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Monday, November 14, 2016

Eyesores or Holes? The Martings Conundrum


 

November has delivered its share of rocky headlines, and the month is not over yet. The latest news is old news with a disturbing, yet not entirely unexpected twist. Back in full public disclosure is the albatross on Chillicothe Street – the infamous city-owned Martings Building. The city is desperate to hand over the keys to someone … anyone else.

Location, location, location. What is a department store structure in the now largely deserted downtown of Portsmouth worth? (I read that the Martings building was originally built in 1883.)
After all, no one has bought the building although the city has desperately tried to rid itself of the aging property for nearly a decade. It seems a new appraisal was initiated because “a client” had interest in buying it for “a retail establishment.” So, in hopes of selling, the city believed it needed as estimate of worth.

The Daily Times reported the city hired the Robert Weiler Company to appraise the property. The result? It was appraised at one-tenth of the $2 million that the city paid for it in 2002 It is now worth $215,000.

The Daily Times offered a time-line of appraisals on the property:

“A history of appraisals goes back to May 1996 when a Hillsboro, Ohio company – Rittenhouse and Associates, valued the building at $2,386,000 in their first of two appraisals. In December 2001, John Kizer appraised the building at $762,000. In 2002, Ken Rase valued the property at $1,850,000. Rittenhouse and Associates’s second appraisal of 2002 came in at $2,469,000.

“Those figures came from an online blog titled “Follow the Money: a History of the Marting’s Scandal,” written by Andrew Lee Feight, PHD.”

(Frank Lewis. “Marting’s Building appraised at $215,000.” Portsmouth Daily Times.
November 14, 2016.)

Naturally, the Martings building contains asbestos, out-of-date wiring, and a host of other problems as it sits in its current state of disrepair. City Manager Allen said estimates at tearing down the structure several years ago came in at around $750,000, but he was worried about creating “a hole” in the downtown collection of empty and aging buildings. This presents a no-win dilemma – the taxpayers of Portsmouth can continue to own either a crumbling monstrosity with little or no market value or a hollow space requiring more considerably expensive investment.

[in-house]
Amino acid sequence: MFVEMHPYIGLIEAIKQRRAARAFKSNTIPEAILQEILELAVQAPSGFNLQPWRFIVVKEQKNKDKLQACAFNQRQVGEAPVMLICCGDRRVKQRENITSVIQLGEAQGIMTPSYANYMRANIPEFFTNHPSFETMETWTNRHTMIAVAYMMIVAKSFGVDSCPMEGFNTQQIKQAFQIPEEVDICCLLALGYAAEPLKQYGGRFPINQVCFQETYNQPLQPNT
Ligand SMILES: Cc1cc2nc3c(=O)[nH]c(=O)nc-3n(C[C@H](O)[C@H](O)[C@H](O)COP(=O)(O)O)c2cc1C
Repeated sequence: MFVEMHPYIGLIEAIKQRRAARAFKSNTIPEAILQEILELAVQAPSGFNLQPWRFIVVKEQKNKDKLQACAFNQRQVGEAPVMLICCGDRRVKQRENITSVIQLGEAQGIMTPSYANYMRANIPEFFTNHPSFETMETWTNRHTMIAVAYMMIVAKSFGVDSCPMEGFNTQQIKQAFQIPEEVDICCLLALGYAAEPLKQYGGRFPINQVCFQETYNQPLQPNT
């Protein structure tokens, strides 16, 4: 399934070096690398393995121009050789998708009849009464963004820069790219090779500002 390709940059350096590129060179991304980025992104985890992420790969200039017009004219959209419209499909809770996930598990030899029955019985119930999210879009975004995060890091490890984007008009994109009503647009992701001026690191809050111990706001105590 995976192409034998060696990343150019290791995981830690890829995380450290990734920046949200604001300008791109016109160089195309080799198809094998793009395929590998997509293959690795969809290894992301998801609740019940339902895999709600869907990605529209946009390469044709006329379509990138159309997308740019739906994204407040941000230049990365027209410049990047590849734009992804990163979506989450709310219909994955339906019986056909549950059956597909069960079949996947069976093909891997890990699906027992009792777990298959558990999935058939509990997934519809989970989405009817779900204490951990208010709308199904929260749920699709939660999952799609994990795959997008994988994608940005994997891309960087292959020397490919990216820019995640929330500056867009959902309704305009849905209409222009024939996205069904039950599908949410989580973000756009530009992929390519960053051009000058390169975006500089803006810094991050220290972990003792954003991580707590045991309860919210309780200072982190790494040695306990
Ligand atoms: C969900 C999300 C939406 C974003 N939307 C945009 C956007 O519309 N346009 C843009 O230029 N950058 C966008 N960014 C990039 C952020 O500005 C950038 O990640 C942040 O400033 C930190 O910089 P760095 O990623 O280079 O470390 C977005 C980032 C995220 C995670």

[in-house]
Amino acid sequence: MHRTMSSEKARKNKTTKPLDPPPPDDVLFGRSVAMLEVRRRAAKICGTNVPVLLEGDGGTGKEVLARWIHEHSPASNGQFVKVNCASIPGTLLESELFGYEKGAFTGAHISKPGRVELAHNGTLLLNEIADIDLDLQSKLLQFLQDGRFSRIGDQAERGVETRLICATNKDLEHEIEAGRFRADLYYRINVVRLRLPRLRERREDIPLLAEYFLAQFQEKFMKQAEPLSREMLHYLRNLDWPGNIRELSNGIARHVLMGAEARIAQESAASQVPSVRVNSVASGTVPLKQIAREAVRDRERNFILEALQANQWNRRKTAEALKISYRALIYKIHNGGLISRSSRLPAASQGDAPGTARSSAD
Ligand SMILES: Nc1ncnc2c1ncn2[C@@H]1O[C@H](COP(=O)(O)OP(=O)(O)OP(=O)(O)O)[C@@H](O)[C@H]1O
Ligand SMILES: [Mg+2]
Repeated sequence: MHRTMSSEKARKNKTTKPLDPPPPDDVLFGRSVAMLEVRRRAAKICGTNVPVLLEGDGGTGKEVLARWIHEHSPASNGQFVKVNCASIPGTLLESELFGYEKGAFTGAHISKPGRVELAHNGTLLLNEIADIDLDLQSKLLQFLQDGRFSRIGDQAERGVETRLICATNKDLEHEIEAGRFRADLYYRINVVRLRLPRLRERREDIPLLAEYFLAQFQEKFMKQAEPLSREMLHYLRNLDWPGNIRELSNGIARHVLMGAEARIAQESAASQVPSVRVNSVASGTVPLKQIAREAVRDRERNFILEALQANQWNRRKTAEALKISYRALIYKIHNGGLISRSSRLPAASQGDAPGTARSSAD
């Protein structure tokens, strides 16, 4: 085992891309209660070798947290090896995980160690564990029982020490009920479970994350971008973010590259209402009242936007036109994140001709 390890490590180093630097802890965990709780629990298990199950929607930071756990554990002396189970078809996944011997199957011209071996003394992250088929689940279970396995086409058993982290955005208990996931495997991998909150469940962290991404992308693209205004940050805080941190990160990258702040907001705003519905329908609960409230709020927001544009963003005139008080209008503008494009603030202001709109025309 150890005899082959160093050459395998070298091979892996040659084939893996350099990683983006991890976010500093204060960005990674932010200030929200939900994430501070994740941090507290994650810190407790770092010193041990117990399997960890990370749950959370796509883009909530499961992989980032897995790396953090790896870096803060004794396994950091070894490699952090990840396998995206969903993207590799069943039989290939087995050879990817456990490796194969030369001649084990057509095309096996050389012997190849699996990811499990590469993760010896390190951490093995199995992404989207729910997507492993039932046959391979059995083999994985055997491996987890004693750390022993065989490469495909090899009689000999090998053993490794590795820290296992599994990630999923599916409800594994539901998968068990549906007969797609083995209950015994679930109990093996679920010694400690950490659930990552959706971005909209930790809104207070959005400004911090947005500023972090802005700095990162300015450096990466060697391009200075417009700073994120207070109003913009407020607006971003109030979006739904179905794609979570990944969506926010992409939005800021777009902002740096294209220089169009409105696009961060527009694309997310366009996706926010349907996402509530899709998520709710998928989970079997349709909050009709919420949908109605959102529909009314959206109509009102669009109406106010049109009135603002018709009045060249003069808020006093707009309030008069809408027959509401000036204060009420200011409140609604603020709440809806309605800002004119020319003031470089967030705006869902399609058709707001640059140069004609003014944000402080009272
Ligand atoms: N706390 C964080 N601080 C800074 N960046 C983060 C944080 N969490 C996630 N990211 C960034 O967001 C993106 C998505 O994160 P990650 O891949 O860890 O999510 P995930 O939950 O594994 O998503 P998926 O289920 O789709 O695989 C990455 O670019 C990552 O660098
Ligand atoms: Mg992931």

And, it seems one controversy can be put to rest. Allen said there are no intentions of moving city hall there. In fact, the city has no plans at all for their colossal, empty edifice. Hmm, could it be the city bought this property without any consideration? After all, voters rejected the investment for its “planned” use a long time ago.

The Daily Times reported that Allen said, “I just don’t think the city ought to be owning all these properties. We’re not doing anything with them and we have already shown that we’re not very good landlords.”

This requires the cliché response often used to support investigatory claims these days: “No ordure, Sherlock.” But, no one can blame the city manager since he wasn't here for the underhanded Martings purchase.

This opinion is supported by a complete study a couple of years ago conducted by the Daily Times of all the properties owned by the city. The paper found many of those properties were in total disrepair. The news continues to confirm time adds to the decay and decreasing value.

I believe it is obvious that the city made a huge mistake buying the Martings property. It is time for everyone to own up to this misapplication and stop speculating that some business tycoon like Donald Trump will roll into town and renovate the property as part of his “Make America Great Again” campaign.

The reality is that the city owns … no, we, the citizens of Portsmouth own … a huge chunk of atrophied real estate. That same city has an initiative asking citizens to beautify and improve private property. The requirements for residents and their properties should apply to the City of Portsmouth – get rid of eyesores and dangerous, old structures. Evidently, the mandate does not presently refer to real estate owned by the city. They own ever-depreciating properties. They must carry out needed improvements. Fix the real estate.

How bothersome is the “no plans” approach? How much did the new appraisal cost? How long will the Martings structure and other properties in disrepair hamstring the city? Your guess is as good as mine. Let this be a reminder that ill-advised, half-baked ideas can leave permanent scars. And, let this be a reminder that speculation done with the heart, not with the mind, of a return to prosperous past is full of risks. Look at what we own and at what we owe.


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